Saturday, 25 January 2014

World Leprosy Day 2014 - shining a light on the ‘hidden’ disease

A young woman affected by leprosy in Myanmar (Burma) is benefiting from a new mobile prostheses clinic.
Credit: Leprosy Mission

This Sunday, 26 January, is World Leprosy Day 2014. Few people might take notice; few might even know that leprosy still exits today. But it does.
For me, World Leprosy Day always has a special resonance because when I was very young – just after high school – I worked in a leprosy centre for a few months. It was in Polambakkam in beautiful Tamil Nadu in the south of India.  At the time, the multidrug therapy hadn’t been developed yet and the stigma of the disease was so strong that very few Indian medics wanted to work there, so volunteers like me were brought in to help clean infected wounds and bandage damaged limbs.
Leprosy has now been curable for the past 25 years or so, but is still a global problem, affecting more than 15 million people worldwide  (including 100 in the UK), and each year, at least a quarter of a million new cases are detected - that is almost one person diagnosed every two minutes (World Health Organization). Over half of all newly-reported cases occur in India. And the stigma is still as damaging as it was when I was young.
On World Leprosy Day, the Leprosy Mission England and Wales, an international organization working to eradicate the causes and consequences of the disease, wants to “shine a light on this hidden disease.” Here is their message:
Did you know there are still leprosy colonies in the world today where people are ‘sent’ or ‘seek refuge’?  There are 850 in India.
Did you know that stigma surrounding leprosy in many parts of the world today is akin to what it was during Biblical times?  Even beggars begging for their own survival will often shun a leprosy-affected person.
Did you know that leprosy is completely curable with a simple combination of antibiotics?  Yet 85 per cent of people in Delhi, India - still believe there is no cure.
We’re confident that leprosy rates would be slashed across the world today were it not still shrouded in age-old stigma.  Three million people would not be living with irreversible disabilities as a result of late treatment of the disease.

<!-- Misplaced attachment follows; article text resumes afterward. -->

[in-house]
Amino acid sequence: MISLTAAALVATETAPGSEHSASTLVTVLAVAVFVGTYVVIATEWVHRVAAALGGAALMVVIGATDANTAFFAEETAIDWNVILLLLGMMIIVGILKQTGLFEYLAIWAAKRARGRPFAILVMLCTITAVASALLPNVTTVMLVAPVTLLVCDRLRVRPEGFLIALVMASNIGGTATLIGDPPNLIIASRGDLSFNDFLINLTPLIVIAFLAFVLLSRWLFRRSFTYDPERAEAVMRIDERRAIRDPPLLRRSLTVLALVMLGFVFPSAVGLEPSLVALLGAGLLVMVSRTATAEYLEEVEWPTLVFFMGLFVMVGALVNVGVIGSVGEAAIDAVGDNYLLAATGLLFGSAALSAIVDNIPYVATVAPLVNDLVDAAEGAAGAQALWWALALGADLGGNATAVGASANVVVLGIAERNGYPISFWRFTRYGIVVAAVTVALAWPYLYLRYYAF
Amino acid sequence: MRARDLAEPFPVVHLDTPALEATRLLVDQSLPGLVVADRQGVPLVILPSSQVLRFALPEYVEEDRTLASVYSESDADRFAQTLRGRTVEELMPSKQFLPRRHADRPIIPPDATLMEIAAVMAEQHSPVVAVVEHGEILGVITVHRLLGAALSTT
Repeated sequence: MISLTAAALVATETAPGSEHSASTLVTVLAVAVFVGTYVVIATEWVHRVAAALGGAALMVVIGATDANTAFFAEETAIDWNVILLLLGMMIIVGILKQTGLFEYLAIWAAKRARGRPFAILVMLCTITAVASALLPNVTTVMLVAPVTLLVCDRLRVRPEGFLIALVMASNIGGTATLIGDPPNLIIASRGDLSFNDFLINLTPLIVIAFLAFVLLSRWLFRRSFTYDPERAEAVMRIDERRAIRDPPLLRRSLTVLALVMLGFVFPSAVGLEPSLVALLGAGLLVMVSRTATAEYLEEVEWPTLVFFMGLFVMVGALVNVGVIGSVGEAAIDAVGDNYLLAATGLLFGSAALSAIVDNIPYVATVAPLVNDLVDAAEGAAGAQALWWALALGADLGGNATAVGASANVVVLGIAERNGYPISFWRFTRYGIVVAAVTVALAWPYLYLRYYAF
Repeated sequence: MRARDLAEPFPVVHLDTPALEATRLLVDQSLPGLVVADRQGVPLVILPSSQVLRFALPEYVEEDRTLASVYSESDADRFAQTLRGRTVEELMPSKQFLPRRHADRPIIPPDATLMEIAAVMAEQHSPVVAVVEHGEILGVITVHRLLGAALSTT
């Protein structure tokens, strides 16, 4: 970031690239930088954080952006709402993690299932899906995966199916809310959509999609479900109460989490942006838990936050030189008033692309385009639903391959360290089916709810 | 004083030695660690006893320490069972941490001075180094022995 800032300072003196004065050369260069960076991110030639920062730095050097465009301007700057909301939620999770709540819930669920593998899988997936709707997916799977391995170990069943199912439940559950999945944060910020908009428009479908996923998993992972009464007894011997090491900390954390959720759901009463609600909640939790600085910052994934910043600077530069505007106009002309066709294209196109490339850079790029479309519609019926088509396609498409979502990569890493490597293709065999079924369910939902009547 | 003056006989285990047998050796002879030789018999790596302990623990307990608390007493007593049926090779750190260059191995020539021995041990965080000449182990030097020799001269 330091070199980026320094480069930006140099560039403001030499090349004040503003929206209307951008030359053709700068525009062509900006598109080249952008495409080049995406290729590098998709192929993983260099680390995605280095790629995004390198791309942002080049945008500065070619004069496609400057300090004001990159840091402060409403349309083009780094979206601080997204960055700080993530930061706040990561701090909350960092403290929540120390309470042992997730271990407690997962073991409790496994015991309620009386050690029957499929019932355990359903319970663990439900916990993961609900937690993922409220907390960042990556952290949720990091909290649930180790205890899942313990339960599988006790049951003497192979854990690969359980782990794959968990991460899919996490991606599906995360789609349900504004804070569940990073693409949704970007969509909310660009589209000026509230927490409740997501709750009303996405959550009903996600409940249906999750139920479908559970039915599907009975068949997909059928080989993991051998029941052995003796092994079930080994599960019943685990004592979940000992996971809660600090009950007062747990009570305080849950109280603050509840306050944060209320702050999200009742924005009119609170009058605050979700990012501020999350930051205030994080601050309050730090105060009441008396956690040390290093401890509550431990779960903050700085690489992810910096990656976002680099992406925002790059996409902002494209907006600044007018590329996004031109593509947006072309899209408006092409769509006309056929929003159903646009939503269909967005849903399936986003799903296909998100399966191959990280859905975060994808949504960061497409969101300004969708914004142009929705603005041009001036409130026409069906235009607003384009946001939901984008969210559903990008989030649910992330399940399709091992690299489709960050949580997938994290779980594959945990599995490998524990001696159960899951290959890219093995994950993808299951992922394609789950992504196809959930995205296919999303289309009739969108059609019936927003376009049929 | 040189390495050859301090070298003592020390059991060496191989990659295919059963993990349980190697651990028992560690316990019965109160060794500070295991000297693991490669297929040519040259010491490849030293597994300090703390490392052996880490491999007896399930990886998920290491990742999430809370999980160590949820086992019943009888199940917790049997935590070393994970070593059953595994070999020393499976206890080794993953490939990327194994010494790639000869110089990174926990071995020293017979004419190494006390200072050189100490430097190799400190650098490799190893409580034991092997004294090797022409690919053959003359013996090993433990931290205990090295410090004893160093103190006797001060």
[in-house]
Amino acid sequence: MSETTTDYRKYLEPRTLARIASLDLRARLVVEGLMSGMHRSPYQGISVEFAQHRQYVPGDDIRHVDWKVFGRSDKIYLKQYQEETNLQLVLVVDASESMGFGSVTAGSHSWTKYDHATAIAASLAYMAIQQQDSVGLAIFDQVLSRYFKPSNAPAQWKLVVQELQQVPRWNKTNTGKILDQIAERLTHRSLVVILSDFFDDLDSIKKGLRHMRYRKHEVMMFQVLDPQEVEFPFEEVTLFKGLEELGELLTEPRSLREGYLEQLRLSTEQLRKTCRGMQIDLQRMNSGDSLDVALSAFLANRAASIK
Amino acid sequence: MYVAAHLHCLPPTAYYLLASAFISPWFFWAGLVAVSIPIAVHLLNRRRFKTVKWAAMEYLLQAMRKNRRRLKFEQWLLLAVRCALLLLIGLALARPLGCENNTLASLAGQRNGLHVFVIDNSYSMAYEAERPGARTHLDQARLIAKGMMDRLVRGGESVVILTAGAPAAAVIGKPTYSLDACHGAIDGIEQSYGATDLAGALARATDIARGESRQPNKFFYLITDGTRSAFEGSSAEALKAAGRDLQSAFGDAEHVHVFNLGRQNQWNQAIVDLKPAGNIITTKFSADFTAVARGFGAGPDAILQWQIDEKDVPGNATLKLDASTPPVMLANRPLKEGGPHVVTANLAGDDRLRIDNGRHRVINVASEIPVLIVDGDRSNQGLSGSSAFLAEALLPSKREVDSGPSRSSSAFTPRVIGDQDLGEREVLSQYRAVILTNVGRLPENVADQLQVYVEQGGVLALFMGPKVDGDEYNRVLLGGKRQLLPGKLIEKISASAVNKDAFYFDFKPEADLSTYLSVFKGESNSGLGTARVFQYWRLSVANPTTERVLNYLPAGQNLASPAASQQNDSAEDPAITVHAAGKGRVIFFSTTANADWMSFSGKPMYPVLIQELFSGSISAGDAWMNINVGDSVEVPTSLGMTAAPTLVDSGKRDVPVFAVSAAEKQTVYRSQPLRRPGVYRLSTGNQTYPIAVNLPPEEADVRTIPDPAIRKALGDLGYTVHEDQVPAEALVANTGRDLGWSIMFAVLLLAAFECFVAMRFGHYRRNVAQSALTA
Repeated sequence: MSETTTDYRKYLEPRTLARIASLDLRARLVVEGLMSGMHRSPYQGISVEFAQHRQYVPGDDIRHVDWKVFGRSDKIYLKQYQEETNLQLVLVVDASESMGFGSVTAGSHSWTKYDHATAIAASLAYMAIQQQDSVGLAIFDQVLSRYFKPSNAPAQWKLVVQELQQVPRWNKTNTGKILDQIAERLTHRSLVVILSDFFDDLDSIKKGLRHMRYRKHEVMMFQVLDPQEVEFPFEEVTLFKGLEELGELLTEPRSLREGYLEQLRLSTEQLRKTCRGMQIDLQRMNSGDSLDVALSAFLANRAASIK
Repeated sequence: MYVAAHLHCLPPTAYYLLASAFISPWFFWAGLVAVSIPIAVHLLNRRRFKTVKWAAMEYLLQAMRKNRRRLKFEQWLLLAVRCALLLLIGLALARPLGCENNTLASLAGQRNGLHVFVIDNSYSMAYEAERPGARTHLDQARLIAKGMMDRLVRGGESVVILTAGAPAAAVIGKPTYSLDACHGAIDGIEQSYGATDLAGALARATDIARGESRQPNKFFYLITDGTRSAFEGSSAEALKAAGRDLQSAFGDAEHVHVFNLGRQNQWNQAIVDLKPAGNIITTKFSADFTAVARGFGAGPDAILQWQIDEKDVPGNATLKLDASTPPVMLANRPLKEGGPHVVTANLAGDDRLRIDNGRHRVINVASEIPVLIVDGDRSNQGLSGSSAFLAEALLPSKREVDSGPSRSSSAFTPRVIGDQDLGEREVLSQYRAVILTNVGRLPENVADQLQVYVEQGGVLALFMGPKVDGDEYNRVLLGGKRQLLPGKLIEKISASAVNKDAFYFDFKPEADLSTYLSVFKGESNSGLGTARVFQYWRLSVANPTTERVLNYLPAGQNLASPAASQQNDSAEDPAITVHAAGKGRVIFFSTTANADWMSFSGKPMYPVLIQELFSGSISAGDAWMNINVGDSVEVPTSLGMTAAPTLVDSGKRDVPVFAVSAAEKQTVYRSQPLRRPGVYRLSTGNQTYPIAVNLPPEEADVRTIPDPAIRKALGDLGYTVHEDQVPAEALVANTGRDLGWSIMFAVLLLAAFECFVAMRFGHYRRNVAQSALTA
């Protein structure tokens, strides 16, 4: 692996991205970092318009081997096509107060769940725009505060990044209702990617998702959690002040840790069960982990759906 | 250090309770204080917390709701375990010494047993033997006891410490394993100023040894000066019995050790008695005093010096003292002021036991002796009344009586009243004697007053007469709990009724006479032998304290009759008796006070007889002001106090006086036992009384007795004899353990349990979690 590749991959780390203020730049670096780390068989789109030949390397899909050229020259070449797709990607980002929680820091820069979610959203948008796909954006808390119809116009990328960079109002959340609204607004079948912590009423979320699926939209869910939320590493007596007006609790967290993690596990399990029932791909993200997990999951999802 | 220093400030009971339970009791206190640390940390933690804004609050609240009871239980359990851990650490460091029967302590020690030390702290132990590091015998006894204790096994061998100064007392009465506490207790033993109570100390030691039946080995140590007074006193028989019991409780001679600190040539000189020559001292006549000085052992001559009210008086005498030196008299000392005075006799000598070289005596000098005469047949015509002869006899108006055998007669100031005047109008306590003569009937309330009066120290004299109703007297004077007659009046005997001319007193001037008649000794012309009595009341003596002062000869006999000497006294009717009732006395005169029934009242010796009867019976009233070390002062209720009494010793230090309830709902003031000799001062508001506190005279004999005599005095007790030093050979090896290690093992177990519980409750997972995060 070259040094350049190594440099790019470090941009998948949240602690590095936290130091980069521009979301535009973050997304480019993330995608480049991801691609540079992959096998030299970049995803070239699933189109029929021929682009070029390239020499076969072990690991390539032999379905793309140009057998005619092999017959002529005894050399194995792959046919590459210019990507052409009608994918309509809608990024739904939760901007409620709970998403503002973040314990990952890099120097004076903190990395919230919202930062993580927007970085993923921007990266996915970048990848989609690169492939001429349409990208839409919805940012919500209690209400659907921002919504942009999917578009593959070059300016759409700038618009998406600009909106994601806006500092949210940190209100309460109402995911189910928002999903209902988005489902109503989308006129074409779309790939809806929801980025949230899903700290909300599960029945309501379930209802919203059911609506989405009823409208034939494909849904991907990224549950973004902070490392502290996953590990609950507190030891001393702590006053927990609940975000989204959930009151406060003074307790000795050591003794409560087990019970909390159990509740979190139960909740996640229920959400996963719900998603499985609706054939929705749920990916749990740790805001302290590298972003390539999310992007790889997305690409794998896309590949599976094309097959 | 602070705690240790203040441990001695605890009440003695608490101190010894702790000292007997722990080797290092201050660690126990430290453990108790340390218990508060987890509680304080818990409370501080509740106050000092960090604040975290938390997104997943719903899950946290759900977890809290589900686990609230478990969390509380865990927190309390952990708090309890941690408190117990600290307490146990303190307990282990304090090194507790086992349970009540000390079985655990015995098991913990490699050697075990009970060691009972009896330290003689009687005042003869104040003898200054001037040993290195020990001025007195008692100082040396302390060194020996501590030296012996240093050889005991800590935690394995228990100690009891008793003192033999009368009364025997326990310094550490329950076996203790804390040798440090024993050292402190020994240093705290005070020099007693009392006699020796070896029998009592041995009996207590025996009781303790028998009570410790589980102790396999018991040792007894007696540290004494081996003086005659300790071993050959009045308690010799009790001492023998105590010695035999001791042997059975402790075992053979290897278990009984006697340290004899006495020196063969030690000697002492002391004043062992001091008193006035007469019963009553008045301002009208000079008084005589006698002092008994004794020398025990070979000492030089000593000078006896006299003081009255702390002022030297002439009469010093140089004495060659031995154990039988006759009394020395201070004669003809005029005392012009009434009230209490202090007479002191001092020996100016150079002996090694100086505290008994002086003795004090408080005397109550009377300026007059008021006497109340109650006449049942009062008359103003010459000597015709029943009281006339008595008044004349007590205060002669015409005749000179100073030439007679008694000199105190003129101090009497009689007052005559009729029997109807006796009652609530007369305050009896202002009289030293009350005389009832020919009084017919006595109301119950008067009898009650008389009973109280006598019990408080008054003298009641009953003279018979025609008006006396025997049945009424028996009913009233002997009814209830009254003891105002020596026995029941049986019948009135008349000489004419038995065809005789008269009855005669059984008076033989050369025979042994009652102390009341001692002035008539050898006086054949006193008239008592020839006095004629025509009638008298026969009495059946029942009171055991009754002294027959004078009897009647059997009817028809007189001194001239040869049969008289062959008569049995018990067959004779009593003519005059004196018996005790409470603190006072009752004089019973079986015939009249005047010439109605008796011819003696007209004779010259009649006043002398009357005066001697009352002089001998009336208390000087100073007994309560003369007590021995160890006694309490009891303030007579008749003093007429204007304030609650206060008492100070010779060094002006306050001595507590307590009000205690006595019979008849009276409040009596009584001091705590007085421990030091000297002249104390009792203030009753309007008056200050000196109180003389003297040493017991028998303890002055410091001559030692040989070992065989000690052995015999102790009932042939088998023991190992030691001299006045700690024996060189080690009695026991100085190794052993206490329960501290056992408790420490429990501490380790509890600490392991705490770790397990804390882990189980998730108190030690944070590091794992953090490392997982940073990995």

What other disease sees someone outcast from their family, sacked from their job, thrown off public transport and pushed to the very fringes of society?
The tragedy is when leprosy is ‘hidden’. It damages and disables, slowly destroying each aspect of a person’s life.  If it wasn’t for stigma and misunderstandings surrounding leprosy then people would seek treatment and all healthcare professionals would recognise its symptoms.
Leprosy is a disease.  Those affected deserve dignity not discrimination. Please spread the word.
For more information, click here.

Tuesday, 14 January 2014

Uganda's Anti-Homosexuality Bill is Back - Stop It!

Credit: Amnesty International

‘Our neighbours said to me, “Why are you still alive?”’ – Frank, Kampala

Uganda’s notorious Anti-Homosexuality Bill is back. Passed by Parliament at the end of last year, it is now with the President for approval or dismissal by the end of January. The Bill proposes to sentence anyone identified as lesbian, gay, bisexual, transsexual or intersex - LGBTI - in Uganda to life in prison. It will have terrible wide-ranging repercussions and punish activists, health workers and lawyers for 'promoting' homosexuality. Amnesty International is asking people to urge the President to stop it.

It’s already illegal to be gay in Uganda, with a lengthy prison sentence for anyone found to have had same-sex relations. But this new Bill goes even further, and anyone identified as LGBTI will be imprisoned for life.
This month marks three years since prominent gay rights activist David Kato - who campaigned against the Anti-Homosexuality Bill when it first appeared before Parliament in 2009 - was murdered in his home. His murder followed a hate campaign in the national press which called for Kato and others on a ‘gay list’ to be hanged.
Sadly, in the years since Kato’s murder, attacks have increased and rights for LGBTI individuals rolled back even further – led by hateful tirades in the media, and vicious campaigns by law-makers keen to legitimise discrimination.
It is impossible to assist gay rights activists with court cases without receiving abuse and assaults – from neighbours and passers-by, to government officials and the police.
The Anti-Homosexuality Bill not only legitimises but actively encourages such activity.
What’s more, the Bill will extend punishments to anyone found to be 'promoting homosexuality'. If it becomes law, access to basic legal and health rights will be denied to a whole section of Uganda’s society.
Health workers will be barred from conducting HIV tests or advising LGBTI patients; lawyers prevented from advising LGBTI clients; activists prevented from defending LGBTI rights.
In fact, if you know of someone working with LGBTI individuals and you fail to report that activity within 24 hours, you too will be prosecuted.
Please tell the President that love is a human right and urge him to veto the bill: take part of  Amnesty International action here.